said no. they tried to joe out of the race for senate in pennsylvania, he says no. the argument again, no harm in trying that's the job of the white house. >> that's at home. abroad to israel, stop the settlements, they didn't. he said to saudi arabia, some gesture please toward israel, they didn't. in the end, china, please restrain your greenhouse gases, they won't. nato please take some of our gitmo terrorists, they won't. nato, please send troops to afghanistan, they won't. saying no to the president. >> i think that's antidemocratic. what they're trying to do. i believe with the primary system in our country. going and saying to israel, halt settlements, that's the right of the u.s. president. that's called international relations, diplomacy, speaking out the world.
>> all i'm saying is that the world adores him and ignores him. >> but the world is marching on its terms. america is no longer a superpower. i think this administration understands the limit of u.s. power. what president obama is trying to do and yesterday, when he spoke about the national emergency in our country, which is the jobs crisis, that's where you begin to see a president who needs to limit his perspective. i think he needs to be forced to by the nature of our times. he needs to step up on the jobs crisis. because that's not just political, it's moral. you had on fed federal reserve chairman greenspan. he adverted his eyes from financial chaos and destruction. to say we don't need a second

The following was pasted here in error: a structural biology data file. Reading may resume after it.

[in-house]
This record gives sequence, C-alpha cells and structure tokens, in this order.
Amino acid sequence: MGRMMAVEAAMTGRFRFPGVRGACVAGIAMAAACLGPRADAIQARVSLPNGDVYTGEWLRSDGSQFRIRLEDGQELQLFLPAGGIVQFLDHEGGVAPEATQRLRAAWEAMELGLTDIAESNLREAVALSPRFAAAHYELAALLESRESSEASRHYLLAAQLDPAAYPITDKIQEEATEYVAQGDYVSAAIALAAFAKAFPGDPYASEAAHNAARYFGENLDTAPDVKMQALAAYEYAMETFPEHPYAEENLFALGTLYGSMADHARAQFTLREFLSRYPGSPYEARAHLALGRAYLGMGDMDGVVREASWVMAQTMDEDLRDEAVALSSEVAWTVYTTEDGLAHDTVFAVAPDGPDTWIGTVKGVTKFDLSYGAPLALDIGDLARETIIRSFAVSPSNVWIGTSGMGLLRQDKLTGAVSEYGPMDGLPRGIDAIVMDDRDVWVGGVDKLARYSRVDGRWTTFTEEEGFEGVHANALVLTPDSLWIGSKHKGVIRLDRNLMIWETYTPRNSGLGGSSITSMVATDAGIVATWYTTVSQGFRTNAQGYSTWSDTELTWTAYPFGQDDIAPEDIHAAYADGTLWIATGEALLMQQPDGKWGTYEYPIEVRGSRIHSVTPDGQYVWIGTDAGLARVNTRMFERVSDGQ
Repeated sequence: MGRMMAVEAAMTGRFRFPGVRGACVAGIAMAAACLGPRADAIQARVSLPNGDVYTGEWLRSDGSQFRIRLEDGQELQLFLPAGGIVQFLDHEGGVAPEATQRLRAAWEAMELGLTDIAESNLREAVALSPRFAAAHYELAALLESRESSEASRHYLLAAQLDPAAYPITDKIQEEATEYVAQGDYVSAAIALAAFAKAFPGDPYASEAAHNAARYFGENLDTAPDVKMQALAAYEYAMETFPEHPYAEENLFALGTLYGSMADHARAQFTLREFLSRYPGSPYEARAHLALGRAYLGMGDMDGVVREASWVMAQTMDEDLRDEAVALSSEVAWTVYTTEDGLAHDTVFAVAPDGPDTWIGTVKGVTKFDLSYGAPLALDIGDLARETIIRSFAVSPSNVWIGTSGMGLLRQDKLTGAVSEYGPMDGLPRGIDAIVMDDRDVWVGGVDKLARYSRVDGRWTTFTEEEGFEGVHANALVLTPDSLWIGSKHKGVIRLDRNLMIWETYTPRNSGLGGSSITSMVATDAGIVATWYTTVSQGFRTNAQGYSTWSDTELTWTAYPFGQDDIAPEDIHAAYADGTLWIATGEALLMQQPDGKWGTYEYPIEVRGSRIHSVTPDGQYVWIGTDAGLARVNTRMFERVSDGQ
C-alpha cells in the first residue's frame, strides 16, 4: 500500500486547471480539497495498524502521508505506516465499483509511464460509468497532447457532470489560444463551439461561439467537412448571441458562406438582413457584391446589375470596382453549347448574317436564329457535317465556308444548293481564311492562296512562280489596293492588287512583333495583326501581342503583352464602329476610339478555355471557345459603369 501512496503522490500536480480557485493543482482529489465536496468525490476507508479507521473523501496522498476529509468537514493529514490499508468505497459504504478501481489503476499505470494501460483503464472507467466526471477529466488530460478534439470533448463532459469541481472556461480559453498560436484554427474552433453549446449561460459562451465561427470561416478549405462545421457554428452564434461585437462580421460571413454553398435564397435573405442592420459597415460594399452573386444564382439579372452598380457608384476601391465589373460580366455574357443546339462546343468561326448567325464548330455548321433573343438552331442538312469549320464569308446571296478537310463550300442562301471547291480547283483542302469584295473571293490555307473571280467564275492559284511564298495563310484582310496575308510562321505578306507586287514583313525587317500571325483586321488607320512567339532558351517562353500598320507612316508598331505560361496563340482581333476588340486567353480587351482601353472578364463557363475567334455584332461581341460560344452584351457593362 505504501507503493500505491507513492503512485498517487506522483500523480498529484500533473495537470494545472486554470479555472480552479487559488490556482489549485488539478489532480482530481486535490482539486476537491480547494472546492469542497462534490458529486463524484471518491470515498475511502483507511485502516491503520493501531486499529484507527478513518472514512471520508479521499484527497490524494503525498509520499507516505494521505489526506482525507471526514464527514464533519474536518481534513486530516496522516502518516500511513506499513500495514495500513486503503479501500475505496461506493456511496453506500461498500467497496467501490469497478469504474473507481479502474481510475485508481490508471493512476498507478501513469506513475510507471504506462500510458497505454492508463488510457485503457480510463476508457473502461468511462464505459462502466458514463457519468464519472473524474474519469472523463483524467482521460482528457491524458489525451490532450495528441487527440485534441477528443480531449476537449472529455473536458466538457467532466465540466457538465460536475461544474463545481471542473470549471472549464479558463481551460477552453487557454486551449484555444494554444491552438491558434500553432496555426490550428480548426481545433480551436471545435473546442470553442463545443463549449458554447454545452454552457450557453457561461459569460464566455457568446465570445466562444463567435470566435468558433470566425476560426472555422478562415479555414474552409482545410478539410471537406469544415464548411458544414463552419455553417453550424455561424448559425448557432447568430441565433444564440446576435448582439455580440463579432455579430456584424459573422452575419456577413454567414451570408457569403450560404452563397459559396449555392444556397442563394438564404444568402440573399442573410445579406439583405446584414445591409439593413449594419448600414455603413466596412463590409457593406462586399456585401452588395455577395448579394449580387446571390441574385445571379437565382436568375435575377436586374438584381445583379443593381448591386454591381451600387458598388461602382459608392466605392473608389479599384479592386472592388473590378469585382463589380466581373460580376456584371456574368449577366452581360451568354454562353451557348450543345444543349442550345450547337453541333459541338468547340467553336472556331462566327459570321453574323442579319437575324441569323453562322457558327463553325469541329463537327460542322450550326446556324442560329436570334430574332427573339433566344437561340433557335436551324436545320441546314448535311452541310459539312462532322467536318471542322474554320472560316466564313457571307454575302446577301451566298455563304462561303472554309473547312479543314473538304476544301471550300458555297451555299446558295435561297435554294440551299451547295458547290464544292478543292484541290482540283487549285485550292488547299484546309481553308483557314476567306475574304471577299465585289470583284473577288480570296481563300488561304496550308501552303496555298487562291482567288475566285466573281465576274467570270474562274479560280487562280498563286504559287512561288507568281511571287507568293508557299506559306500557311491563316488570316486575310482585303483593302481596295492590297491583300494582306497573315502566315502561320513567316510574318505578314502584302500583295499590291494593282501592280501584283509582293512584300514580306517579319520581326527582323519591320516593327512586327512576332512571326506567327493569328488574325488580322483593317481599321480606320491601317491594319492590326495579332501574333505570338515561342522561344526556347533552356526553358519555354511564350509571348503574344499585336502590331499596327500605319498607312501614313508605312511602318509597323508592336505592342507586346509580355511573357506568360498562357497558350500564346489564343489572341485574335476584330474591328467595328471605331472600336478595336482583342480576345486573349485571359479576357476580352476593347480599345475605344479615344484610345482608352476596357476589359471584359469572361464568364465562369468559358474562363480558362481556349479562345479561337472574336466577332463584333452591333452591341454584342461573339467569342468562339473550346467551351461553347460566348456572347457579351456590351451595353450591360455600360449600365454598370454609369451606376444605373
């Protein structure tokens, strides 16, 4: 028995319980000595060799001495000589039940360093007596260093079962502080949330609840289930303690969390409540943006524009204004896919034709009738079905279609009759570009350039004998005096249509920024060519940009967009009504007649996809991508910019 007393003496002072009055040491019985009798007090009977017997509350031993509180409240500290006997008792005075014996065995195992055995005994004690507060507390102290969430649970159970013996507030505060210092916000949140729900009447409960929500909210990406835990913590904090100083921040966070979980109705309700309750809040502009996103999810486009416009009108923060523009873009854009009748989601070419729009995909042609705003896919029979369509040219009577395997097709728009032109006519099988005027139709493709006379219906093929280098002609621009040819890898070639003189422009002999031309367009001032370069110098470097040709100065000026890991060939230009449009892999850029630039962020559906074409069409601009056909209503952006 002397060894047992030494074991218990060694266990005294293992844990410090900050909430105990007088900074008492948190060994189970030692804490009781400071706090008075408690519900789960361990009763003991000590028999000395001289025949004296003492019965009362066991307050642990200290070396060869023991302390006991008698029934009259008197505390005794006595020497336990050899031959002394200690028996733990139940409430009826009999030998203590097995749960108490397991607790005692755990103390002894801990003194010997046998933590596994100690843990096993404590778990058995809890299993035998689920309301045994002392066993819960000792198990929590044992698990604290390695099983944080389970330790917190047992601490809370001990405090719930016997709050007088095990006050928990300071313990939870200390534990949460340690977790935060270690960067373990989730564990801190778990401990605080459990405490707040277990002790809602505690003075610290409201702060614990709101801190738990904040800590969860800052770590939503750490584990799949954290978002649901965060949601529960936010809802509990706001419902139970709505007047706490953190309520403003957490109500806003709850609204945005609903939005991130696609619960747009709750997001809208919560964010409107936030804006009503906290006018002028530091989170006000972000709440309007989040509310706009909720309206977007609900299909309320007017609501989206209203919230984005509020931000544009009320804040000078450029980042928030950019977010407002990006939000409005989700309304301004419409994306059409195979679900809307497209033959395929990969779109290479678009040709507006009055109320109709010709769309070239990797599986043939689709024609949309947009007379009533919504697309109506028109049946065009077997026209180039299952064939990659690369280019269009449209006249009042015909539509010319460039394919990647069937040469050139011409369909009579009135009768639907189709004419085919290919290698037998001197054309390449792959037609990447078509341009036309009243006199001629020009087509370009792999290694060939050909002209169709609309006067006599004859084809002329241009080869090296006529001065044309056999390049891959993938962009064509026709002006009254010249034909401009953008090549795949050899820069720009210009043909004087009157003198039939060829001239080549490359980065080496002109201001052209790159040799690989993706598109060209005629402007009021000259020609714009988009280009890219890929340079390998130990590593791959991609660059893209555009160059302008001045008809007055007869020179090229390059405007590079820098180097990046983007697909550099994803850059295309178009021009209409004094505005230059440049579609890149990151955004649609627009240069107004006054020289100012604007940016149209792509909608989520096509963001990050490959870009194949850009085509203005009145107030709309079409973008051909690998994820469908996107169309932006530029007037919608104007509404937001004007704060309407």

jobs stimulus is wrong. >> the big mistake is they let people know about it. you do those kind of deals, where you're trying to get paterson out of the race, you don't tell the world. some white houses do a much better job of that than others. and what we're lrning about this white house is, they're not able to keep these things quiet. >> at some point, he has to win something. and accomplish something. the economy's failed. >> there are a lot of independent analysts who say it would be worse. >> he hasn't accomplished health care reform. the afghanistan situation has only gotten worse since he's been president of the united states. all of these things, whether or